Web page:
The relationship between food and literature seems to be an enduring one, from literary parodies of recipes to meals from famous fiction. In late April of 1973, poet and self-taught chef Victoria McCabe decided to formalize the relationship and mailed form letter requests to 250 of the era’s leading poets, asking them to share their favorite recipes. October 22, 1964: Jean-Paul Sartre Becomes the First Person to Decline the Nobel Prize. By Maria Popova “A writer who adopts political, social, or literary positions must act only with the means that are his own — that is, the written word.”
Despite its surprisingly dark origin, the Nobel Prize is regarded as the highest honor bestowed upon a human being. 20 Badass Alternative Versions Of Cartoon Characters. Four Ways to Use Your Dark Side for Good (and Fight Evil in Others) The Artist and the Anguish of the American Dream: Zadie Smith’s Love-Hate Letter to New York.
By Maria Popova “The greatest thing about Manhattan is the worst thing about Manhattan: self-actualization.” With his philosophy of happiness as a moral obligation, it is no surprise that Albert Camus is intellectual America’s favorite European export. The American Dream is built on the pursuit of happiness, but Camus amplifies it from a mere right to something more, something better aligned with the modern condition of compulsive pursuit — of happiness, of productivity, of self-actualization. Indeed, this is a paradoxical culture where the Self reigns supreme, even though we know it is an illusion; a culture built on hard-headed, hard-bodied, hard-and-fast individualism, even though we don’t know how to be alone.
Ours is an era built on the legacy of the age of anxiety, the pathology of which we’ve perfected to a virtuoso degree. The History of the English Language, Animated. By Maria Popova “The Sun never sets on the English language.” The history of language, that peculiar human faculty that Darwin believed was half art and half instinct, is intricately intertwined with the evolution of our species, our capacity for invention, our understanding of human biology, and even the progress of our gender politics. From the fine folks at Open University — who previously gave us these delightful 60-second animated syntheses of the world’s major religions, philosophy’s greatest thought experiments, and the major creative movements in design — comes this infinitely entertaining and illuminating animated history of the English language in 10 minutes: Complement with these 5 essential reads on language and the only surviving recording of Virginia Woolf’s voice, in which she explores the beauty of the English language.
The Secret of Life from Steve Jobs in 46 Seconds. By Maria Popova “Once you learn that, you’ll never be the same again.” It’s hard to believe it’s been almost two months since Steve Jobs passed away. William Faulkner on Writing, the Human Dilemma, and Why We Create: A Rare 1958 Recording. By Maria Popova “It’s the most satisfying occupation man has discovered yet, because you never can quite do it as well as you want to, so there’s always something to wake up tomorrow morning to do.” The writer’s duty, William Faulkner (September 25, 1897–July 6, 1962) asserted in his magnificent Nobel Prize acceptance speech in 1950, is “to help man endure by lifting his heart.” How to Navigate the Murky Waters of Workplace Friendships: Wisdom from Adam Smith and Aristotle. By Maria Popova “Is not mistaking relationships for what they are not — that is being blind to their ambiguity — arguably the greatest cause of disappointment and failure?” “A condition of friendship, is the abdication of power over another, indeed the abdication even of the wish for power over one another,” Andrew Sullivan wrote in his beautiful meditation on why friendship is a greater gift than romantic love.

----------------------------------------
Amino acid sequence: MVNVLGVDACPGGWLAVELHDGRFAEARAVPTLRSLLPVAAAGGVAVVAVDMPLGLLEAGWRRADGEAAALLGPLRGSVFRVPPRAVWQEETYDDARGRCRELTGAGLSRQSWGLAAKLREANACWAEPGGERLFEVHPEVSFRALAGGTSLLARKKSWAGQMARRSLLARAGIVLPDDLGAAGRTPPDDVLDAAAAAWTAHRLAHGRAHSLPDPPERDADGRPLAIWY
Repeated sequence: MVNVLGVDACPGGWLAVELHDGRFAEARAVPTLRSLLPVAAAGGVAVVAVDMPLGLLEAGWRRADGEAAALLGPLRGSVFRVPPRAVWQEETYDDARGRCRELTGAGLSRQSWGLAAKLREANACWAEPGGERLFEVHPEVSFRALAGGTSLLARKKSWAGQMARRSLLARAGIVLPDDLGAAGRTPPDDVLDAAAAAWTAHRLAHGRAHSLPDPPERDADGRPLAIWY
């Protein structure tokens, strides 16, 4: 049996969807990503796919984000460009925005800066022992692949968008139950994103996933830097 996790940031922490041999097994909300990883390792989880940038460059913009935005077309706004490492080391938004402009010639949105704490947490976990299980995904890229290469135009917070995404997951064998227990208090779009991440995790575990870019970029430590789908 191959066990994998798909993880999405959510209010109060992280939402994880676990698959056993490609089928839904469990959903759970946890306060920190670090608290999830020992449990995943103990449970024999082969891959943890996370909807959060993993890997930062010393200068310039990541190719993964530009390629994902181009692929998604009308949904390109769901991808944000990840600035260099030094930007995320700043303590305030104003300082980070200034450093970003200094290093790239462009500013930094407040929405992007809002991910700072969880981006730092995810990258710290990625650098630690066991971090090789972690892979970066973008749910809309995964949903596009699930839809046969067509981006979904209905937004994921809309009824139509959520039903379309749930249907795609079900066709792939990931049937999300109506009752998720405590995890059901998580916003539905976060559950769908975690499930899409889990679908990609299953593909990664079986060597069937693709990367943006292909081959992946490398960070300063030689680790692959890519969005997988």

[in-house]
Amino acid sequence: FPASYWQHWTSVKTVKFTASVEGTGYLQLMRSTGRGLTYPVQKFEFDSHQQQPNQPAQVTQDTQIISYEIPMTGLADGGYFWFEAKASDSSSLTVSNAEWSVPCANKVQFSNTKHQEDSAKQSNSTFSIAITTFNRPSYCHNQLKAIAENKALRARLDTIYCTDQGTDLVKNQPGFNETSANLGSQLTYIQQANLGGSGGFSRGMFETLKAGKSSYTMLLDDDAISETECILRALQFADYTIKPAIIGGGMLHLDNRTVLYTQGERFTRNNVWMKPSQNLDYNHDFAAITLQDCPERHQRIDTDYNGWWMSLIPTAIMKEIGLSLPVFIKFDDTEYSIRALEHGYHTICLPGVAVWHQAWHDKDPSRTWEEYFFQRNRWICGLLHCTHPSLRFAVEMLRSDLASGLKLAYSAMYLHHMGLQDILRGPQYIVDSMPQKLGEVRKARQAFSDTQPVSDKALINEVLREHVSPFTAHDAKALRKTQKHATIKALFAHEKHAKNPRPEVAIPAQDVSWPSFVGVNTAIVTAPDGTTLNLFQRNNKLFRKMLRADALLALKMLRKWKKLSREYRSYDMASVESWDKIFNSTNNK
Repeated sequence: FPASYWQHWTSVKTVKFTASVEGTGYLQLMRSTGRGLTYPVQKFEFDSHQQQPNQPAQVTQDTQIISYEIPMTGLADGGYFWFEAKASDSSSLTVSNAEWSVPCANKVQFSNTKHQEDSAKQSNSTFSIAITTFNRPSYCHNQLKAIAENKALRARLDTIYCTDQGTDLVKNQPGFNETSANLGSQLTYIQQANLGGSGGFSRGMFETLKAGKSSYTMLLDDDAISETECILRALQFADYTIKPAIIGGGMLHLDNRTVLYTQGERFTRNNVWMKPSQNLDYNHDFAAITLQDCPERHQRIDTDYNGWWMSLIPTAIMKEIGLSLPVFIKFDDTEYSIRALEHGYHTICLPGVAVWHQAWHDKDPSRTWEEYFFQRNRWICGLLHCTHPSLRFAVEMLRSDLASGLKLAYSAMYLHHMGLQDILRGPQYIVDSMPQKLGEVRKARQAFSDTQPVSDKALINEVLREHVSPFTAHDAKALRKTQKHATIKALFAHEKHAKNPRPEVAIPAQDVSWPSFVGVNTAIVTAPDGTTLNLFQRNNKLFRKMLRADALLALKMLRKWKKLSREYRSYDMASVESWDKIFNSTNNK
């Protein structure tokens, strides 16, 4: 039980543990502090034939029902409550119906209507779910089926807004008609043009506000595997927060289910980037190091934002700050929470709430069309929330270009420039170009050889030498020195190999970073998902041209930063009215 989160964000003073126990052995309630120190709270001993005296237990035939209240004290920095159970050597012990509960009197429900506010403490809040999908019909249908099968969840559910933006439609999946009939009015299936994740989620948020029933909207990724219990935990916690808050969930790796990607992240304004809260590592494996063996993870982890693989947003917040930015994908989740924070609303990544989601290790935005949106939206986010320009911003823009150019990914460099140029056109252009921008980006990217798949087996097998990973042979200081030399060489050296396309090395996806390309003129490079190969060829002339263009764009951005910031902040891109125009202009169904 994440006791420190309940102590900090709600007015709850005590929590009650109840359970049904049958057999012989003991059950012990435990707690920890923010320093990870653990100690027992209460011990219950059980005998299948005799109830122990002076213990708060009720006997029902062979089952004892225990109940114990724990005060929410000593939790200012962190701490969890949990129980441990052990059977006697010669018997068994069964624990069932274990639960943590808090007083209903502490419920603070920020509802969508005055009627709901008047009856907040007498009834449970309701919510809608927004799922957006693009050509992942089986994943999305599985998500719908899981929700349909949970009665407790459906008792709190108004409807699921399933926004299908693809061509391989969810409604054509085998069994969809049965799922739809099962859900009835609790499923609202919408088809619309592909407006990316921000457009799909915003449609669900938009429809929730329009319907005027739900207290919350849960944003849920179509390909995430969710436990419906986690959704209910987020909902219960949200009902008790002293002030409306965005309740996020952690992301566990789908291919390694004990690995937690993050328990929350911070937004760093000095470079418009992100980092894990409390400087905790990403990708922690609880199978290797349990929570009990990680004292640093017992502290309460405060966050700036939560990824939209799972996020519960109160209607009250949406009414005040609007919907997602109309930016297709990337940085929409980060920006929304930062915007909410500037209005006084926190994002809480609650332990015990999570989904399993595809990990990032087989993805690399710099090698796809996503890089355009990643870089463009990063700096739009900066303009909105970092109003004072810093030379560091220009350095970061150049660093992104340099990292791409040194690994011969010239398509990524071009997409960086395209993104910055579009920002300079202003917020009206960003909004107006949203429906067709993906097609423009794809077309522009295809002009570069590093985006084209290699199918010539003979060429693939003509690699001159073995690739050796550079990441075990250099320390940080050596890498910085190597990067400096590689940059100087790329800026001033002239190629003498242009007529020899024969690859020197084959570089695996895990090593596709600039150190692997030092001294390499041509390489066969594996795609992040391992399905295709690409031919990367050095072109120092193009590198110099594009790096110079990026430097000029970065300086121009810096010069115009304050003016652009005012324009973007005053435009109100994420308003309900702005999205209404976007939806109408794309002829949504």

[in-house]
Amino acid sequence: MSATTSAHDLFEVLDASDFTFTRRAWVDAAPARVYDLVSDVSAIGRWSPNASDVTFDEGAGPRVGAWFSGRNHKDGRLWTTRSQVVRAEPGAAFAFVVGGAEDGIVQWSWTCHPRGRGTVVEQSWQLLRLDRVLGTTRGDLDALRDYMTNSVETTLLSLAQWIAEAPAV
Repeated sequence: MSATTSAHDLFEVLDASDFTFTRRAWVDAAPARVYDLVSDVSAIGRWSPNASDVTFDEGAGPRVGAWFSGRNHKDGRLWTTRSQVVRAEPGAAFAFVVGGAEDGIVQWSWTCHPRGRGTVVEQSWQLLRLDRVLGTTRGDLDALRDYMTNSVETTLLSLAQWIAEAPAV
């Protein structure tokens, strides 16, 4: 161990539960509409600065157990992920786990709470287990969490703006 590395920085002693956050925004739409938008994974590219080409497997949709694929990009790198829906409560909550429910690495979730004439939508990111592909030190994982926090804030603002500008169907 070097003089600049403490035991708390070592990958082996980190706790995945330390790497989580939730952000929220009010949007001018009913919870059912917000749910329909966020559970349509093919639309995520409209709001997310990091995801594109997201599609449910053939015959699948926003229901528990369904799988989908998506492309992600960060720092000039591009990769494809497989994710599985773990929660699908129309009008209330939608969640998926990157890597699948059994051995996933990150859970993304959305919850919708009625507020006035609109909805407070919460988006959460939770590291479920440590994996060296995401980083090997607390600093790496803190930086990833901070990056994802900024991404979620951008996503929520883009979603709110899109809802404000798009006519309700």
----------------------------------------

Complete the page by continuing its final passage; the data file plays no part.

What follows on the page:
“As soon as a friend attempts to control a friend, the friendship ceases to exist.” Fenimore Cooper’s Literary Offenses: 18 Rants by Mark Twain. A Life Worth Living: Albert Camus on Our Search for Meaning and Why Happiness Is Our Moral Obligation. Joni Mitchell on Freedom, the Source of Creativity, and the Dark Side of Success. The Nietzsche Family Circus. How to Think Like Sherlock Holmes: Lessons in Mindfulness and Creativity from the Great Detective. John Cleese on the 5 Factors to Make Your Life More Creative. Be Like Water: The Philosophy and Origin of Bruce Lee’s Famous Metaphor for Resilience. My Ideal Bookshelf: Famous Artists and Writers Select Their All-Time Favorite Books. Agnes Martin on Art, Happiness, Pride, and Failure: A Rare Vintage Interview with the Reclusive Artist. Barbara Walters on the Art of Conversation, How to Talk to Bores, and What Truman Capote Teaches Us About Being Interesting. Homeless People Were Asked To Write Down A Fact About Themselves. Their Answers May Surprise You.
Misc. Darwin’s Battle with Anxiety. There's More to Life Than Being Happy. The Oppressed Majority: A Poignant French Short Film about a World in Which Men Are Subject to Sexism. Health and Fitness. Psychology. Consciousness. Pondering. Questionable New Age Stuff. Information and How-to's.